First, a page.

The first book by Neil Gaiman that I ever read was Stardust. I wasn’t impressed… or, rather, I was dismayed (see the “10 Bad Books” post). However, given the stellar reviews that I got from a fellow nerdy bookworm friend, I mustered my courage and purchased Neverwhere. Amazingly enough, the sarcasm and rather cynical tone that so turned me off of Stardust really worked for this book.

My favorite character is the Marquis de Carabas. Not only does he provide the witty/comic relief, his character is really well-written. He’s that perfect blend of self-serving and helpful that had me guessing at what his true motives are for the entire novel. I think he reminds me of the Goblin King in Jim Henson’s movie, Labyrinth. That might be part of why I like him so much.

Richard, despite his bumbling nature, is really a likable guy. Usually, the indecisive, frightened main character annoys me, but Richard pulls it off well. The biggest thing is that he faces his challenges and grows into the strange world that he has found himself in, instead of cowering behind the more experienced characters. In the end, his stumbling bravery morphs into true self-confidence that allows him to thrive in London Below.

Even the assassins, Croup and Vandemar are enjoyable – being just creepy enough that you really do fear them, but still being capable of ripping off some priceless one-liners. I think it’s their lack of overt malice that makes them so chilling – they’re just so matter-of-fact (occasionally even cheerful) about the whole thing.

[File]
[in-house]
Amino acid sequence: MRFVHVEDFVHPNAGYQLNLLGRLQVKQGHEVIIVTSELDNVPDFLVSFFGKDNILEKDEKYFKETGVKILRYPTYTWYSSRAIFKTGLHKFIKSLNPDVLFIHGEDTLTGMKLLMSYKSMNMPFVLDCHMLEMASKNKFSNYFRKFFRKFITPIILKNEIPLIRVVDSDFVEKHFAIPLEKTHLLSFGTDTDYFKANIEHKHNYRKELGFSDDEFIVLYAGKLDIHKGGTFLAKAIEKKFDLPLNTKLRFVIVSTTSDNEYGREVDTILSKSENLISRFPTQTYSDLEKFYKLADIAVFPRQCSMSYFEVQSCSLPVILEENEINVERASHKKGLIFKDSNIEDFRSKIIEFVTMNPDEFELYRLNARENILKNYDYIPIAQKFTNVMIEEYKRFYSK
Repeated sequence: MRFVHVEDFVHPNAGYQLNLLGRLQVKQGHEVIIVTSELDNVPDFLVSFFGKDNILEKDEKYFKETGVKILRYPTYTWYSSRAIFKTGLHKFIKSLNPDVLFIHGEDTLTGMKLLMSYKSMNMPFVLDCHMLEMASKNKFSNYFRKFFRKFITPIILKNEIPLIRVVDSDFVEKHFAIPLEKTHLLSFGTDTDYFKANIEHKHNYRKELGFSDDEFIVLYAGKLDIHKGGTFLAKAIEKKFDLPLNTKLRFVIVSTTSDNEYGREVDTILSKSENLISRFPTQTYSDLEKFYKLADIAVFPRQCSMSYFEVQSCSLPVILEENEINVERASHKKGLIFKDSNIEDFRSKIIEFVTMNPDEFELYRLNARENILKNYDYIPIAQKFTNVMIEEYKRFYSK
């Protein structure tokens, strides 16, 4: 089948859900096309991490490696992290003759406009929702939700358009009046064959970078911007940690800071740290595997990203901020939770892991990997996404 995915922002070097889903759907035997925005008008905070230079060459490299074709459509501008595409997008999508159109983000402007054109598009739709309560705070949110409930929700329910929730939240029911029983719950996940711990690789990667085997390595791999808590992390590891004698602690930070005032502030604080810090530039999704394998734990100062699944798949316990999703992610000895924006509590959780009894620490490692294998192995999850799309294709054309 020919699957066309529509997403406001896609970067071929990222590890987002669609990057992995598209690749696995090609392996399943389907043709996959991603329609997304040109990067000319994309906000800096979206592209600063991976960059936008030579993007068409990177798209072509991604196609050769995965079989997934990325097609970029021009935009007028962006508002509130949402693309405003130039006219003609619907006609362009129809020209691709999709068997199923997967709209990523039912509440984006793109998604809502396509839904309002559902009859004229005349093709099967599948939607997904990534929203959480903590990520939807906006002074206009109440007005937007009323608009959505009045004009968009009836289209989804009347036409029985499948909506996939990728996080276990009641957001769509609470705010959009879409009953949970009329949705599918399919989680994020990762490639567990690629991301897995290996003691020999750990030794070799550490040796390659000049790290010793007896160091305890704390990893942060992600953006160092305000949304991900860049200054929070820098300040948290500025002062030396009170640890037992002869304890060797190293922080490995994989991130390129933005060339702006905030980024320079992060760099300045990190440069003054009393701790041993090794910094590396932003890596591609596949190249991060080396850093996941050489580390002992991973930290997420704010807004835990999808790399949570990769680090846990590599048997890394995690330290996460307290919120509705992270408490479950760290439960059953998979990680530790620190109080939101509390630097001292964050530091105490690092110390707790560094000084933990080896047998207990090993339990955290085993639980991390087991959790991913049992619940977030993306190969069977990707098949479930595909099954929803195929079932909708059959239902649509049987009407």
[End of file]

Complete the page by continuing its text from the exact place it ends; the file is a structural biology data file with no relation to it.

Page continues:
Overall, I highly recommend this book. It’s a quirky blend of the familiar and the unknown that makes for an engrossing read. Gaiman really manages to create a plot where you’re never really certain what to expect. That sense of disorientation pulls the reader in and helps us sympathize with Richard’s confusion, and keeps us reading as we try to find out footing. After all the twists and turns, the ending is satisfying.

I was so pleased with Neverwhere, that I put aside my disgruntlement with Stardust and promptly bought Good Omens and American Gods. I’m sure I’ll do entries on them as soon as I finish them. 🙂

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